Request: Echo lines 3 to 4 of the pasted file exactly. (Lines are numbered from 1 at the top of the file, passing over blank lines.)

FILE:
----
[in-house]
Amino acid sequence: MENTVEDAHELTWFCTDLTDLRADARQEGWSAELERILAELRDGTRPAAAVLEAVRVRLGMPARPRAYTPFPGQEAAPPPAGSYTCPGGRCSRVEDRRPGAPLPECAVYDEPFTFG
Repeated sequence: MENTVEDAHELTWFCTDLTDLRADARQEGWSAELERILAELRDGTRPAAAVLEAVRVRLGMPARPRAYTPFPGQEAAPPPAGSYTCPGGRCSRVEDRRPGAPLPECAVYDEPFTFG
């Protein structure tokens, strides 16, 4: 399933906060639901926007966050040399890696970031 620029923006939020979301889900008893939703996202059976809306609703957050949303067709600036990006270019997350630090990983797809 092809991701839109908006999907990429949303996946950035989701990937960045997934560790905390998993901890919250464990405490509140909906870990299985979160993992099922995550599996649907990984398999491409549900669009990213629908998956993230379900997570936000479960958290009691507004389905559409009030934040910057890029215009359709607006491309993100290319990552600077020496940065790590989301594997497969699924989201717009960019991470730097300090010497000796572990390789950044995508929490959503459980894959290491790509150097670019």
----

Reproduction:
Repeated sequence: MENTVEDAHELTWFCTDLTDLRADARQEGWSAELERILAELRDGTRPAAAVLEAVRVRLGMPARPRAYTPFPGQEAAPPPAGSYTCPGGRCSRVEDRRPGAPLPECAVYDEPFTFG
């Protein structure tokens, strides 16, 4: 399933906060639901926007966050040399890696970031 620029923006939020979301889900008893939703996202059976809306609703957050949303067709600036990006270019997350630090990983797809 092809991701839109908006999907990429949303996946950035989701990937960045997934560790905390998993901890919250464990405490509140909906870990299985979160993992099922995550599996649907990984398999491409549900669009990213629908998956993230379900997570936000479960958290009691507004389905559409009030934040910057890029215009359709607006491309993100290319990552600077020496940065790590989301594997497969699924989201717009960019991470730097300090010497000796572990390789950044995508929490959503459980894959290491790509150097670019």